You are in a bookstore, checking out the “Graphic Novel” section. Maybe a friend told you to read Saga, you saw that March was sold out online, or you heard that Ta-Nehisi Coates was writing a comic. Now you now find yourself in the comics section and it’s weird, confusing, and overwhelming. You walk away because you’re not even sure you want to read Saga anyway, and how do you find something to your taste in that jumble of superheroes?
It’s hard to try a new storytelling medium when you’re not even sure where to start or if you’ll even like it. I didn’t grow up reading comics, so I get it! But there are so many good stories being told in comics now, it’s worth the effort to try to find some you will enjoy. I find a good introduction to reading comics is by trying the same genre or stories you enjoy reading in prose books, such as fantasy.
To help with your endeavor to branch out to a new medium, I’ve paired five fantasy comics recommendations with five fantasy books.
If you like The Magicians, try The Unwritten
The Unwritten (Mike Carey, Peter Gross, Chris Chucky, Jeanne McGee, and Todd Klein) follows Tom Taylor, the inspiration for the best-selling Tommy Taylor fantasy series. When Tom’s father, the author of the Tommy Taylor books, mysteriously vanishes, Tom finds himself in the center of a literary conspiracy and magical underground. While The Unwritten immediately brings to mind some of the most famous children’s fantasy stories and imagery (chiefly the Harry Potter and Narnia series), in later volumes it circles around and delves into other classic books and characters, giving bibliophiles some delightful nuggets and trails to follow.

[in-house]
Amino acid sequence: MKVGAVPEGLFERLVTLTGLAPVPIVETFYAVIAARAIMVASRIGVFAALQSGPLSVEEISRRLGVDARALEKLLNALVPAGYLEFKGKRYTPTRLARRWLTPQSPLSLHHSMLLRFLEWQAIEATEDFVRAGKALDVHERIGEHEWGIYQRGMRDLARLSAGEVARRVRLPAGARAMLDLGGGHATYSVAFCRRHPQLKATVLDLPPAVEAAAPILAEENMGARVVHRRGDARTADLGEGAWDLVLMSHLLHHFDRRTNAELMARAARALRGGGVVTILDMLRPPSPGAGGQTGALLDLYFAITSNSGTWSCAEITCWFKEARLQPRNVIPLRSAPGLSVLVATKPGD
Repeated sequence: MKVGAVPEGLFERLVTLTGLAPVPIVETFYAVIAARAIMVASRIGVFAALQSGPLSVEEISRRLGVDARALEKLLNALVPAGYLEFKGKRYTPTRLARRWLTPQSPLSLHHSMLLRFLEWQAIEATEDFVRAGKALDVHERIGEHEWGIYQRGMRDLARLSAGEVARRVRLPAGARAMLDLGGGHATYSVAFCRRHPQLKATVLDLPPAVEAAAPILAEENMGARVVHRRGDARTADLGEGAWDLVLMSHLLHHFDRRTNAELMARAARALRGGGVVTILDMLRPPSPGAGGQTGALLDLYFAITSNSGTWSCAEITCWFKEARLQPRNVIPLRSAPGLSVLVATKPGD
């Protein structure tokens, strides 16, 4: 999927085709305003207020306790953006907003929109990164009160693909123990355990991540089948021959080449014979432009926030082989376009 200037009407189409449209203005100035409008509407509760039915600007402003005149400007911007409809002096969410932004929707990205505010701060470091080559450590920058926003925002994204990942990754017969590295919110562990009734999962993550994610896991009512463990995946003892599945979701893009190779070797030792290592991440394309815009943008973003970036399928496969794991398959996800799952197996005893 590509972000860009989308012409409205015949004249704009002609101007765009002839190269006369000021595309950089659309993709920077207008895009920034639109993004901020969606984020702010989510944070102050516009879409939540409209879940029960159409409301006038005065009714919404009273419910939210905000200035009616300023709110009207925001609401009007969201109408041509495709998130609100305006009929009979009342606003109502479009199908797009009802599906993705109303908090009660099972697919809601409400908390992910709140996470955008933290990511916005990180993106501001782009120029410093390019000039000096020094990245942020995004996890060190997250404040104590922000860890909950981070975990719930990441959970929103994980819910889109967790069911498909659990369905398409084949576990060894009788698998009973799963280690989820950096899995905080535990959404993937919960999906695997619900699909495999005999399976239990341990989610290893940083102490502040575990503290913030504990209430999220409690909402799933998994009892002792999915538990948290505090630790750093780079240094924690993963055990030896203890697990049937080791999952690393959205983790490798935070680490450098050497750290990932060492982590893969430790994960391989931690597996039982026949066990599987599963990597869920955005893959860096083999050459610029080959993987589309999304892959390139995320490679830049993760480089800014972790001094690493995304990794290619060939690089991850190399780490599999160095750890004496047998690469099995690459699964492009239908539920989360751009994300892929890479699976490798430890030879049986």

If you like the Abhorsen books, try Monstress
Monstress (Marjorie Liu, Sana Takeda, and Rus Wooten) is intense, and does not hold back on the darker elements of magic it explores. Set in a matriarchal world where sorceresses capture and use magical creatures (the Arcanics) to sustain their power and control, Monstress follows Maika on her quest to avenge her mother. Littered with nuanced, flawed, powerful, hopeful, and dangerous female characters, this tale of war and race is a punch to the gut at every turn of the page.
If you like The Princess Bride, try Castle Waiting
Castle Waiting (Linda Medley and Todd Klein) is a warm blanket on dark and rainy night. This gorgeously illustrated graphic novel begins where most fairy tales end: with the rescue of a princess and a happily ever after. What happens to ordinary castle workers once the princess is gone? What does a lady-in-waiting do if she has no lady to wait upon? Why, dote on a pregnant runaway, of course. Castle Waiting is like reading slice-of-life, fairy tale fiction, with ample opportunity to explore the lives of characters who would normally just be background characters. It’s sweet, funny, hopeful, and the kind of book you can turn to on a dreary day for a bit of cheer.
If you like The Last Unicorn, try Mirror
Mirror (Emma Rios and Hwei Lim) is one of the most striking and beautiful comics I’ve read recently. The story of conflict between mage-scientists and sentient animals is told with flashbacks to the past, so while it takes a little bit to understand the unfolding story, you are always learning more about the relationships and histories between characters. Mirror explores familiar themes of bigotry, love, and identity, but what sets it apart from other comics is the stunning, painterly, water color artwork.
If you like A Darker Shade of Magic, try The World in Deeper Inspection
The World in Deeper Inspection (Reimena Yee) centers around detective Alcott Grimsley, resident of Brookham Night, and a Jersey Devil. Alcott helps resolve the problems of the recently deceased whilst trying to avoid other dangers and creatures. The World in Deeper Inspection is a webcomic, which allows the creator to easily explore other characters and stories of the Night world (the newest chapter is about Alcott’s vampire friend). It also means it is simple for you, new reader, to catch up on this wonderful blend of Victorian sensibilities and macabre humor.By signing up you agree to our Terms of Service